Jon Murphy responds  to Barry Ritholtz’s dismissal  of my claim  that ordinary Americans in 2016 are materially richer than was John D. Rockefeller in 1916. (I hope to offer soon my own response to Ritholtz, as well as to some others who raise objections.)
My colleague Bryan Caplan, over at EconLog, summarizes his informed assessment of the claim that economic development over the long run is a function of people’s ancestry . Bryan’s assessment of this claim is unfavorable.
Bob Higgs understands the reality of politics . A slice:
So, what possible intelligence can voters exercise in casting their ballots? They can vote in accordance with the appeal a particular candidate’s promises hold for them, but relying on candidates to carry out their promises would be childishly foolish. Anyone who pays the slightest attention to politics knows that politicians are inveterate liars; many would sooner lie than speak truthfully even if the truth did not thwart their purposes, because lying would be more congenial to their true, dishonest character. Thus, voters can do nothing more than throw ideological darts, casting their ballots for the candidate who makes the most appealing noises, has the handsomest face, or displays peacock-like the most fabulous partisan posturing.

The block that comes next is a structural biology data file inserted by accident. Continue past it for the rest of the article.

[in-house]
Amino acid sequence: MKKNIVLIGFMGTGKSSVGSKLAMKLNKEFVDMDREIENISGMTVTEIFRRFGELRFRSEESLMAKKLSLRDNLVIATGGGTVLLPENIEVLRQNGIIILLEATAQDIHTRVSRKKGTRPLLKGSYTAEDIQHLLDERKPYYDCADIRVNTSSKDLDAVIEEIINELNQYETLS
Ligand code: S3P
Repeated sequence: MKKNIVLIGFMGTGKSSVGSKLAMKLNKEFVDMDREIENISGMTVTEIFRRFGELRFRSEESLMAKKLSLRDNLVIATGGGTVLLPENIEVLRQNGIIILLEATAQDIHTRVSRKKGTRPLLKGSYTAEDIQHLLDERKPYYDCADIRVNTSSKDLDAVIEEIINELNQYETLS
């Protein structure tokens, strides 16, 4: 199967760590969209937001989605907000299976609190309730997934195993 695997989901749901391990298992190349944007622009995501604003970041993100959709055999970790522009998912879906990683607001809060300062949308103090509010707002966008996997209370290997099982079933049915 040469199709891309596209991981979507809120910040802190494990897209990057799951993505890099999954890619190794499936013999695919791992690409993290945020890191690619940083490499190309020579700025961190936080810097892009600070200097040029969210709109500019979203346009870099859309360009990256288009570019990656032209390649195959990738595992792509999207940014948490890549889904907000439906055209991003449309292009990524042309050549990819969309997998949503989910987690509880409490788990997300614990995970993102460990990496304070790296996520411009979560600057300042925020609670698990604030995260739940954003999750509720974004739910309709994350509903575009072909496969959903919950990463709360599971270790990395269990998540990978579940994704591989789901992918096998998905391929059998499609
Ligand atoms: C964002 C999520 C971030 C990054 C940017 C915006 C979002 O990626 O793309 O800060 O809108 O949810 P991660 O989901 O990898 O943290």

To perceive any fixed and reliable link between what the candidates promise and what they deliver in office would be wildly counterfactual. Politicians have no more backbone than an earthworm. Even if they could not be bought—and most obviously can be—they are constantly at auction for rent, and the bidding never ceases. Thus, we can count on them with complete confidence in only one regard: their mendacious shilly-shallying.
William Dupre explains that Uncle Sam, in insisting on Apple’s ‘cooperation’ in extracting private information from an iPhone, is trying to protect its brand no less than is Apple in its refusal to ‘cooperate.’